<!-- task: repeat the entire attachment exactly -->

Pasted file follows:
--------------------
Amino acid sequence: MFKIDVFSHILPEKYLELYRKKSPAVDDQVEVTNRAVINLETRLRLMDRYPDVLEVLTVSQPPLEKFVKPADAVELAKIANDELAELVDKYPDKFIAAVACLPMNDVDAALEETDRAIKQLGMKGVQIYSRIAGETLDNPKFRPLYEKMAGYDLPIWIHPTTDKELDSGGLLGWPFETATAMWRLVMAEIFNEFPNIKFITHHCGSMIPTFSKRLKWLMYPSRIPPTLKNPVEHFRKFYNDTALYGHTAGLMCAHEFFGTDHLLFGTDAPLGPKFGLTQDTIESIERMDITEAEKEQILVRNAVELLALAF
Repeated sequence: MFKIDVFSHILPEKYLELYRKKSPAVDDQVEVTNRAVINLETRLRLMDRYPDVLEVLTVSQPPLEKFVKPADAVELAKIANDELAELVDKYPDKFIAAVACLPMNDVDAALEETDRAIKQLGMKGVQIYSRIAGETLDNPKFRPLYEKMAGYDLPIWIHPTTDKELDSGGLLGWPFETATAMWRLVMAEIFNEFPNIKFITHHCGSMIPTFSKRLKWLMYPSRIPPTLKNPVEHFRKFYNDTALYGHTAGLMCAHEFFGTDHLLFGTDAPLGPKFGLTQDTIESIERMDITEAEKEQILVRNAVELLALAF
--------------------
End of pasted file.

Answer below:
Amino acid sequence: MFKIDVFSHILPEKYLELYRKKSPAVDDQVEVTNRAVINLETRLRLMDRYPDVLEVLTVSQPPLEKFVKPADAVELAKIANDELAELVDKYPDKFIAAVACLPMNDVDAALEETDRAIKQLGMKGVQIYSRIAGETLDNPKFRPLYEKMAGYDLPIWIHPTTDKELDSGGLLGWPFETATAMWRLVMAEIFNEFPNIKFITHHCGSMIPTFSKRLKWLMYPSRIPPTLKNPVEHFRKFYNDTALYGHTAGLMCAHEFFGTDHLLFGTDAPLGPKFGLTQDTIESIERMDITEAEKEQILVRNAVELLALAF
Repeated sequence: MFKIDVFSHILPEKYLELYRKKSPAVDDQVEVTNRAVINLETRLRLMDRYPDVLEVLTVSQPPLEKFVKPADAVELAKIANDELAELVDKYPDKFIAAVACLPMNDVDAALEETDRAIKQLGMKGVQIYSRIAGETLDNPKFRPLYEKMAGYDLPIWIHPTTDKELDSGGLLGWPFETATAMWRLVMAEIFNEFPNIKFITHHCGSMIPTFSKRLKWLMYPSRIPPTLKNPVEHFRKFYNDTALYGHTAGLMCAHEFFGTDHLLFGTDAPLGPKFGLTQDTIESIERMDITEAEKEQILVRNAVELLALAF